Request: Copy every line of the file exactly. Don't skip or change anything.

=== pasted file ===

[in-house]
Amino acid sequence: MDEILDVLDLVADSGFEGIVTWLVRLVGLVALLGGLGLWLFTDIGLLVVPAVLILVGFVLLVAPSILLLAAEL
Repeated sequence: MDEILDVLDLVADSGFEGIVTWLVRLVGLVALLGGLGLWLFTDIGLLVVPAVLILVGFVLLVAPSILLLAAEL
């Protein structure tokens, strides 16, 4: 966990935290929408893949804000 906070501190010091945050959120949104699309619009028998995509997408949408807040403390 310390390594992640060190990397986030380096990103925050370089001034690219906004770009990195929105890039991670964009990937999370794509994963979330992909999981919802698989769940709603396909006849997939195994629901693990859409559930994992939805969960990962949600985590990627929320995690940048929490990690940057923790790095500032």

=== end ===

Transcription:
[in-house]
Amino acid sequence: MDEILDVLDLVADSGFEGIVTWLVRLVGLVALLGGLGLWLFTDIGLLVVPAVLILVGFVLLVAPSILLLAAEL
Repeated sequence: MDEILDVLDLVADSGFEGIVTWLVRLVGLVALLGGLGLWLFTDIGLLVVPAVLILVGFVLLVAPSILLLAAEL
């Protein structure tokens, strides 16, 4: 966990935290929408893949804000 906070501190010091945050959120949104699309619009028998995509997408949408807040403390 310390390594992640060190990397986030380096990103925050370089001034690219906004770009990195929105890039991670964009990937999370794509994963979330992909999981919802698989769940709603396909006849997939195994629901693990859409559930994992939805969960990962949600985590990627929320995690940048929490990690940057923790790095500032």